martes, 22 de agosto de 2017

The new GOP primary litmus test: Loyalty to Trump

Republicans who show anything less than total fealty to the president are being hammered by GOP challengers.

Sen. Dean Heller (left) is one of the candidates that has come under pressure as loyalty to President Trump has emerged as a potent issue in the 2018 races. |

Taxes, spending and even health care have taken a back seat to the most potent new litmus test in Republican primaries: allegiance to President Donald Trump.

Even as the president spars with members of his own party and his approval rating has plummeted to historic lows, Republican Senate campaigns across the country are preparing to use instances of disloyalty to Trump to bludgeon primary opponents who’ve gotten on the wrong side of the president.

Loyalty to Trump has quickly become the most potent issue for the Republican base, according to a dozen candidates and strategists immersed in 2018 races. It has already put Sens. Jeff Flake and Dean Heller under pressure in their states, sparked bickering between GOP candidates in two of Republicans’ top 2018 targets, Indiana and West Virginia, and sunk one candidate running for Alabama’s open Senate seat.

“In any state where Trump has an approval [rating] of 85 percent or better among GOP primary voters, it’s an effective weapon,” said Steven Law, president of Senate Leadership Fund, the Republican super PAC aligned with Senate Majority Leader Mitch McConnell, while warning every state and every race is different. Ahead of the first round of voting in Alabama’s special Senate election this month, the PAC slammed Rep. Mo Brooks’ over his criticism of Trump in 2016.

Brooks went on to finish a distant third in Tuesday’s primary, a warning to candidates on both sides of the old divide between establishment Republicans and right-wing rebels. For the National Republican Senatorial Committee and establishment Republicans, it illustrates how similar attacks could damage Heller and Flake, who are also facing pressure from Democrats gunning for their seats.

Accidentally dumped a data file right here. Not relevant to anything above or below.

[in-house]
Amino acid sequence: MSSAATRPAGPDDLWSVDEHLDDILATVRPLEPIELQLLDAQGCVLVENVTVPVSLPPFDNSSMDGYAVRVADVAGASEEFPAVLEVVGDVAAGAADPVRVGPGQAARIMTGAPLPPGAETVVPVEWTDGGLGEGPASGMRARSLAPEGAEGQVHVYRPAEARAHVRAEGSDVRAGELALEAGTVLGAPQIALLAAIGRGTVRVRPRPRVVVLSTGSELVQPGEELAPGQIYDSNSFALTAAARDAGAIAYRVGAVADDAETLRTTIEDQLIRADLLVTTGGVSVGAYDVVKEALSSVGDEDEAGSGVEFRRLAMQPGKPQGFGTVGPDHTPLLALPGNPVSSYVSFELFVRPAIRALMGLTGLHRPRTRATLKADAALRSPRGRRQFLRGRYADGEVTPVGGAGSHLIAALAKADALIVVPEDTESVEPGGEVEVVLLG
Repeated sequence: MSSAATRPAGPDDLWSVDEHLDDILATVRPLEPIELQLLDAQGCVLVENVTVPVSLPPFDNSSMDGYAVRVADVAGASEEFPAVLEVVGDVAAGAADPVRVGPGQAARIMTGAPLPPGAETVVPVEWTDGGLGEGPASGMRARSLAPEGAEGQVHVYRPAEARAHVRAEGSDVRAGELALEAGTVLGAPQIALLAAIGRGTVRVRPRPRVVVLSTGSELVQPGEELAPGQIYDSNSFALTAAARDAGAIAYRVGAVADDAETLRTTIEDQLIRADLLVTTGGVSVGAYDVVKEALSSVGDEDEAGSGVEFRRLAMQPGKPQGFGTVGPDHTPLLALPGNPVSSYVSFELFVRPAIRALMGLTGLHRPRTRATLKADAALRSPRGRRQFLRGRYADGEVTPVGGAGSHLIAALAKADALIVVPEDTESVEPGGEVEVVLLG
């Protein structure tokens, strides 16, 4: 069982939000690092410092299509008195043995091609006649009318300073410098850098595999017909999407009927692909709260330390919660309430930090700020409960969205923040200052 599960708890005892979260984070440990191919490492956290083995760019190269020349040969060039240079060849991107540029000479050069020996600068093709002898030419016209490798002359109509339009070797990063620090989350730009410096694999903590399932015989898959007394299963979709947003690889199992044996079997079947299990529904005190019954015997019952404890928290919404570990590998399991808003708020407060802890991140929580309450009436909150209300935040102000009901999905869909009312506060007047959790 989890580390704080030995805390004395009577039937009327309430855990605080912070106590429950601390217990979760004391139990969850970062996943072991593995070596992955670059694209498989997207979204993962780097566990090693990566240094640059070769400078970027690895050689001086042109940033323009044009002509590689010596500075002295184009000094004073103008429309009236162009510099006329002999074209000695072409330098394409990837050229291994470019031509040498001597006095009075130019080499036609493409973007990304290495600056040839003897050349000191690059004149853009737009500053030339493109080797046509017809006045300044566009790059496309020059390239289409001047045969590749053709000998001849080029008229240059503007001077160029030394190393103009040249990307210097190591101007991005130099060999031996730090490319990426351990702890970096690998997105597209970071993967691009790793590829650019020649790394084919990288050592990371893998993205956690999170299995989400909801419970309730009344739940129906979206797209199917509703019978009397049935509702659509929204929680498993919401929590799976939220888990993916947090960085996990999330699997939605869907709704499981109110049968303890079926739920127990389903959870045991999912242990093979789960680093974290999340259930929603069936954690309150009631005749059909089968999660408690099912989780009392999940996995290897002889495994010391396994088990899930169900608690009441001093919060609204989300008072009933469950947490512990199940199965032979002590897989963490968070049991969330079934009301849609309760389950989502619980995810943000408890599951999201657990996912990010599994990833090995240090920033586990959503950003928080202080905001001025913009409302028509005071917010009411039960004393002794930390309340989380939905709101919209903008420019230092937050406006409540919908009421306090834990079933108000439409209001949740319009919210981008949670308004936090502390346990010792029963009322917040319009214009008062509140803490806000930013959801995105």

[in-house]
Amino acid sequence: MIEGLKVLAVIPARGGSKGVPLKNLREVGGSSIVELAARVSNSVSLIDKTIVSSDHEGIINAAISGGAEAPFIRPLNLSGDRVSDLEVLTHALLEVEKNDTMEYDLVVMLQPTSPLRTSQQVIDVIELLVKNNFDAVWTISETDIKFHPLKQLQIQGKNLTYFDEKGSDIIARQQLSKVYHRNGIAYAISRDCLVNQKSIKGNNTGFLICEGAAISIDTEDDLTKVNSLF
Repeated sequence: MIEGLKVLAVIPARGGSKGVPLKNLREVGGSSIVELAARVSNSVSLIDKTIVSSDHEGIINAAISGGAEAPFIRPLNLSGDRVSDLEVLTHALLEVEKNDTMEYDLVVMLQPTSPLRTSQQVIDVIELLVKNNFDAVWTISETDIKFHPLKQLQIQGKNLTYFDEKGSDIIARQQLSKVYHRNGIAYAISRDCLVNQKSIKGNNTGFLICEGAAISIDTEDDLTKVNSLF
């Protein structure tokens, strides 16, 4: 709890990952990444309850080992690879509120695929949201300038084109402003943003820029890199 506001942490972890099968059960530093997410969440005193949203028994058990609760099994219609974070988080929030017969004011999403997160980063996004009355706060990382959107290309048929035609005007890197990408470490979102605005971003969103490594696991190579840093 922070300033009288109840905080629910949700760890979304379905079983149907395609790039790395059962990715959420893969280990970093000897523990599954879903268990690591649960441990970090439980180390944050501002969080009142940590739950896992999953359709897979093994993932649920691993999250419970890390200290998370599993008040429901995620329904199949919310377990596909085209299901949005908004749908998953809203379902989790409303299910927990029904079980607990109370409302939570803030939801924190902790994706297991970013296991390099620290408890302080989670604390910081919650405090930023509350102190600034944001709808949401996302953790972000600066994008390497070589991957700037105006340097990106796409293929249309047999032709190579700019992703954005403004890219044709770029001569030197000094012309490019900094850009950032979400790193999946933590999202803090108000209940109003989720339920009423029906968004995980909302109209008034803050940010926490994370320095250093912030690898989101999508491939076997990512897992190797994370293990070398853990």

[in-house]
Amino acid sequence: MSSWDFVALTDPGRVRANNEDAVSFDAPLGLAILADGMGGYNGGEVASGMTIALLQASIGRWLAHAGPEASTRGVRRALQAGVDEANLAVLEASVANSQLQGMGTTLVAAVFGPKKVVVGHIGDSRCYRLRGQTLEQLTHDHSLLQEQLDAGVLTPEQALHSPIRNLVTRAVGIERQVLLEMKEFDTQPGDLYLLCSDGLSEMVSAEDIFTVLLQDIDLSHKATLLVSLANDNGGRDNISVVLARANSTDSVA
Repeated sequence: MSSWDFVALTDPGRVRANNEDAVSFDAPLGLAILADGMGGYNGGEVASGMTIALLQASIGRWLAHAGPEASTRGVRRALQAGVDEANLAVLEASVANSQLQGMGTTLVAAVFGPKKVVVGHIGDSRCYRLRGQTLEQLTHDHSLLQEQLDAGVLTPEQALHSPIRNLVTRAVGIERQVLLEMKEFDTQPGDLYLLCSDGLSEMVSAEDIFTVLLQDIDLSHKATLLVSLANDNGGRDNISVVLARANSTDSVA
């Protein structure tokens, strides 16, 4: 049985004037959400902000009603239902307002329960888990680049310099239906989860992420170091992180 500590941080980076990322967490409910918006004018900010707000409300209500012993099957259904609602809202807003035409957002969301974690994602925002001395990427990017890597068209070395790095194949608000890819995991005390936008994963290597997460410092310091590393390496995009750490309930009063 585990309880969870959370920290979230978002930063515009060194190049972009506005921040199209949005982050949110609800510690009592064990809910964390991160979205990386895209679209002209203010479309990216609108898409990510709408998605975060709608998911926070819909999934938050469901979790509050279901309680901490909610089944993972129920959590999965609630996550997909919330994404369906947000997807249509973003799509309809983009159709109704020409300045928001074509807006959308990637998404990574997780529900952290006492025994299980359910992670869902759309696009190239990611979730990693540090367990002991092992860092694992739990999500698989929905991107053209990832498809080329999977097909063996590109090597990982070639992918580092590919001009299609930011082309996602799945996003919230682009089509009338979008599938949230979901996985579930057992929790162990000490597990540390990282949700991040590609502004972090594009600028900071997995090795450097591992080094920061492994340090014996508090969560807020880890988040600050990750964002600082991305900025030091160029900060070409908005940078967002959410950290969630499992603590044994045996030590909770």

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The most immediate worry is in Arizona, where Flake’s constant stream of criticism of Trump in a new book, on cable news and, most recently, in a New York Times op-ed has hurt his standing among the president’s supporters. Trump, who is holding a rally in Phoenix on Tuesday, tweeted in support of Flake’s primary challenger last week. “Great to see that Dr. Kelli Ward is running against Flake Jeff Flake, who is WEAK on borders, crime and a non-factor in Senate,” Trump wrote. “He's toxic!”

Ward’s campaign is trying to capitalize on Trump’s visit to Phoenix with a digital ad highlighting Flake’s attacks on Trump. The campaign is targeting the ad directly at Trump rally attendees as part of a statewide buy.

“Why were you featured in a Hillary Clinton campaign ad attacking Donald Trump?,” a female narrator asks as an image of Flake shaking hands with former President Barack Obama appears on screen. “And why did you say he should drop out of the race? … Why are you still attacking the president? Just to sell copies of your new book?”

The NRSC and Senate Leadership Fund responded by reiterating their support for Flake. But the president’s ire may impede their efforts to help Flake win his primary in ways big and small.

The NRSC needs sign-off from the Republican National Committee, which is controlled by Trump appointees, to be able to spend about $500,000 of party funds in coordination with Flake’s campaign. (The Senate committee could still spend that money on independent expenditures, though they are less efficient than spending directly with a campaign.)

Republican Danny Tarkanian has not gotten a presidential shout-out for his campaign against Heller in Nevada. But both Tarkanian and Ward are focused on tagging their opponents as Trump apostates. One Republican strategist said polling shows staunch support of Trump is the top attribute primary voters are seeking in candidates right now.

At least one-third of GOP primary voters identify themselves as “Trump Republicans” (as opposed to “tea party Republicans” or “mainstream Republicans”) in state after state, according to internal polling conducted by a Republican group, with that number reaching 40 percent in some states.

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